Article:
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The Atlanta BeltLine
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With spring in full bloom, the colors along the Atlanta BeltLine are coming into view. The trees, plants, and flowers that brighten the corridor do more than just provide beautiful backdrop; they enhance the lives of all those who step outside and utilize the Atlanta BeltLine.
Our partners at Trees Atlanta are building the Atlanta BeltLine Arboretum, a 22-mile linear arboretum that will complement the parks, trails, and transit around the corridor. Reforestation is key to the program, and the arboretum will increase awareness and knowledge on the benefits of plant restoration.
This past summer, the Atlanta BeltLine team had the privilege of working with the Geospatial STEM Academy at Georgia State, which prepares local high school students for careers in geospatial technology. Four organizations throughout Atlanta turned to the students in order to gain solutions to their problems. The Atlanta BeltLine presented the students with the challenge of tracking tree species around the corridor. Students were able to choose their partner, and from there got straight to work.
Students working with the Atlanta BeltLine jumped right into the project doing field research, compiling information pertaining to the different tree species along the Eastside Trail from Irwin Street to Monroe Drive. They worked with a Geospatial App collector to organize the information that detailed the diameter breast height (DBH) of the different species while also noting the conditions of the trees to determine tree health. The students also got the opportunity to work alongside Trees Atlanta, labeling the plants and familiarizing students with the different species. Within the four week window the students had to work, much was accomplished.
The Atlanta BeltLine now has a complete database of all the plant life present along the Eastside Trail allowing us to enroll the findings into the iTree Program by the United States Department of Agriculture (USDA). The program provides assessment tools for forestry analysis and its benefits, measuring the work in terms of environmental quality and community livability.
After submitting the collected data to the iTree program, it has been determined that along the Eastside Trail, 18,141 pounds of Carbon Dioxide are being withdrawn.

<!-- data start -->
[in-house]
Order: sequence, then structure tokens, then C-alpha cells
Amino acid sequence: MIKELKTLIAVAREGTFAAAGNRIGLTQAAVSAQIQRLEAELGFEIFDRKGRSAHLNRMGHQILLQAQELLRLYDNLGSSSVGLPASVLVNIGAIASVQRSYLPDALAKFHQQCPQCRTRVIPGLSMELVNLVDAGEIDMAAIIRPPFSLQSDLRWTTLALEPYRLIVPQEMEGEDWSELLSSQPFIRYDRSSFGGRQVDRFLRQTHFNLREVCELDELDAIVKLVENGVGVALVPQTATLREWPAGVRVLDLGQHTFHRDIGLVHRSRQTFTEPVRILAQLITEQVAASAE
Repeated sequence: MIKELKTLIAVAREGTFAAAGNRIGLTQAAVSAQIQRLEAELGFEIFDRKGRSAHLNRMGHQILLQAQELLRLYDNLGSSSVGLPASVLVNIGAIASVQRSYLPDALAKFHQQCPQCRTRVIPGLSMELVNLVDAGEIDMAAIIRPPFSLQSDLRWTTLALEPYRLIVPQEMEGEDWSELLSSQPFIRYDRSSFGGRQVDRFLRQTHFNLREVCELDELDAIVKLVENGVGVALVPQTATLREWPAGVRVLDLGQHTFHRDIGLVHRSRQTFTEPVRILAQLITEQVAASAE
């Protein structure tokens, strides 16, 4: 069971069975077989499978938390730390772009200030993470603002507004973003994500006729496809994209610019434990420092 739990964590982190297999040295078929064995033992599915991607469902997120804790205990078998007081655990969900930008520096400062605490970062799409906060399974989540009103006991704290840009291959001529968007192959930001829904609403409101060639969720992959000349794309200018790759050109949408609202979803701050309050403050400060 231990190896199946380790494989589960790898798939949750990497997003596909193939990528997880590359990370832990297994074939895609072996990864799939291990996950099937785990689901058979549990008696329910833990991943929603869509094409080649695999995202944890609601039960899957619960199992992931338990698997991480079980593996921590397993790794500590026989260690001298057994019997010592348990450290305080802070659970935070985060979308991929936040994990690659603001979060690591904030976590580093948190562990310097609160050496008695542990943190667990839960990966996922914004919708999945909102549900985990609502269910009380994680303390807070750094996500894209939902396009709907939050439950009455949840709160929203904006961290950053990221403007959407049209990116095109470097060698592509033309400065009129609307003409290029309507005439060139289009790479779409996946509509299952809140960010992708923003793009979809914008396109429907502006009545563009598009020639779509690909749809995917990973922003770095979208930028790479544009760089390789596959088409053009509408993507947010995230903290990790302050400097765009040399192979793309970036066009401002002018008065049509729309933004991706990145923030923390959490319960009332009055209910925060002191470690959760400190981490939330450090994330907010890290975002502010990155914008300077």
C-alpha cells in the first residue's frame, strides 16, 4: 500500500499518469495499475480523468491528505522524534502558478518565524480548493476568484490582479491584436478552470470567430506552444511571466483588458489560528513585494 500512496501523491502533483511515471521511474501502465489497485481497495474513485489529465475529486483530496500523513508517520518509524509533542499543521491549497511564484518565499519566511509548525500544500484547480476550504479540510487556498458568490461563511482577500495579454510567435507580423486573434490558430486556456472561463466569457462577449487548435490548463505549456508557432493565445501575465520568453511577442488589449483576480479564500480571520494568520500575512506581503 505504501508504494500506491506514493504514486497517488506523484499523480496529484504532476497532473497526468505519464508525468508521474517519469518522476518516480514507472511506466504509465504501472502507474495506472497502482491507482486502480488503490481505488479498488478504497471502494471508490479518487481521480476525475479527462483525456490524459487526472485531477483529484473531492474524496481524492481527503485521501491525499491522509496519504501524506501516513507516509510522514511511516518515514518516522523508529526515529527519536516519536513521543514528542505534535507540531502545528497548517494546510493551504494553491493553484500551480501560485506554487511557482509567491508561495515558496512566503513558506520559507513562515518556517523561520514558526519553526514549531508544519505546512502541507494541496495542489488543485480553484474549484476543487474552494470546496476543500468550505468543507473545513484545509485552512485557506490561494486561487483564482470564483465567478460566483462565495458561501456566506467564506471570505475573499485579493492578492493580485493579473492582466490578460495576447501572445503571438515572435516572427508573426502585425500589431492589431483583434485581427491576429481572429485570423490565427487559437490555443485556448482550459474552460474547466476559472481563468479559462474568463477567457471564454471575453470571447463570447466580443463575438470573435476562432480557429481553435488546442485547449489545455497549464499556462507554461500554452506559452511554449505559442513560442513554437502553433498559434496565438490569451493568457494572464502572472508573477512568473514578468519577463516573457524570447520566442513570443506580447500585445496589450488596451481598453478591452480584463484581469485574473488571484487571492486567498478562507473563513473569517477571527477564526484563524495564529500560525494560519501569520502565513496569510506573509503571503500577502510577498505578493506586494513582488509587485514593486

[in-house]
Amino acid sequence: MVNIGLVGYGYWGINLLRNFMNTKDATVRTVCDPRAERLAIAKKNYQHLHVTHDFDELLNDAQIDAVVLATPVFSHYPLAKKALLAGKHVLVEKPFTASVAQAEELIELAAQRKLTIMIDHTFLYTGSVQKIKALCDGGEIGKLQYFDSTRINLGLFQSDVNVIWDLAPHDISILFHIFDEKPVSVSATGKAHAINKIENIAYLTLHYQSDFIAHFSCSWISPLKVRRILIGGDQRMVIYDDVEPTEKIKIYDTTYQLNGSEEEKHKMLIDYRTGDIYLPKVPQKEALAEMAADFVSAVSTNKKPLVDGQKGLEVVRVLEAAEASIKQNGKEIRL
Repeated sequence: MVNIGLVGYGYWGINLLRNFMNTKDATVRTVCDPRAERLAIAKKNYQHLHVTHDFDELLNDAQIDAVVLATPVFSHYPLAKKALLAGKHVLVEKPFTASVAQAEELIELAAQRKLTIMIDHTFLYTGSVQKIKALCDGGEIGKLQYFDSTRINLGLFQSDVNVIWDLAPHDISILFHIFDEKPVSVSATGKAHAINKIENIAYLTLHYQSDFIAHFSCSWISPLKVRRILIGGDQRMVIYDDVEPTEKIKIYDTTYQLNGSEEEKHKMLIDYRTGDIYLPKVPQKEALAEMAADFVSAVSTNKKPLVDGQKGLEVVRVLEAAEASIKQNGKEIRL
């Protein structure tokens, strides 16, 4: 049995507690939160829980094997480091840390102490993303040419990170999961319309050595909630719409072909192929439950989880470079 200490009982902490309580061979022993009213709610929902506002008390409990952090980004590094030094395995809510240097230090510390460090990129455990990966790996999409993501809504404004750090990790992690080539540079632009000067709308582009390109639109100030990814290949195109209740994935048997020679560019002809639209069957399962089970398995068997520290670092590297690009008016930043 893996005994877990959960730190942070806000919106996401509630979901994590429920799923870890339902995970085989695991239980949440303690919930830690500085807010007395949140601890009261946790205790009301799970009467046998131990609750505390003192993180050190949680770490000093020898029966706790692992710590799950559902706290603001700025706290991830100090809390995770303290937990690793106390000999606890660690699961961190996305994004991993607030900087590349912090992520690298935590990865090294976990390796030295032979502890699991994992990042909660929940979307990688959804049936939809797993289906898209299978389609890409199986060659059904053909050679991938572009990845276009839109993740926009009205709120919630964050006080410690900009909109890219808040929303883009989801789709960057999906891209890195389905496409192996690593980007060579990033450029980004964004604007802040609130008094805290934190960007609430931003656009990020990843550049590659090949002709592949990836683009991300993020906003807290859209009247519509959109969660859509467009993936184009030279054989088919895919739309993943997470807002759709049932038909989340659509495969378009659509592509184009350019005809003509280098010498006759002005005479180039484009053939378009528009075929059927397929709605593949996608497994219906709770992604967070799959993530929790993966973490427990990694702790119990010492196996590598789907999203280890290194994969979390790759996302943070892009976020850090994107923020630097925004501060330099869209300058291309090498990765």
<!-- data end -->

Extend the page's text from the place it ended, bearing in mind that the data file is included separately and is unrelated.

To put that in context, 18,141 pounds is 9 tons. That’s equivalent to the amount of carbon dioxide produced by driving a car with 40mpg around the earth 1.25 times. And that’s just a portion of the Eastside Trail. That number will only increase as the trees mature, as we plant more trees, and as we continue to restore and protect greenspace.
With Westside Trail construction advancing, the arboretum is expected to add 1,500 native trees and integrate more than 30 acres of inviting and usable new green space. Thanks to the students with the GSU STEM program, the Atlanta BeltLine now has a process for keeping track of existing and cultivated trees throughout the corridor.
The Atlanta BeltLine team is excited about the possibility of working with the Geospatial STEM program again. Before Historic Fourth Ward Park was redeveloped, concrete pads and unused space swamped the area. Redevelopment transformed the 17-acre space to include numerous amenities and, of course, grasses, trees, and other plants whose contributions will need to be measured in the same way as the Eastside Trail.
The field of Geospatial technology is ever expanding and students got the opportunity to explore the different possibilities within the field. Not only were they able to walk away with more insight on a career that can help maintain sustainable communities, but they were also able to see the needs in their own community and play an important role with the Atlanta BeltLine.
So whether on bike or on foot, with friends or on a casual stroll, experience what nature has to offer along the Atlanta BeltLine. Join us out on the Atlanta BeltLine for a walking tour of the arboretum or just let yourself catch some the fresh spring air that’s blowing in. No matter what it is, we hope to see you out there!
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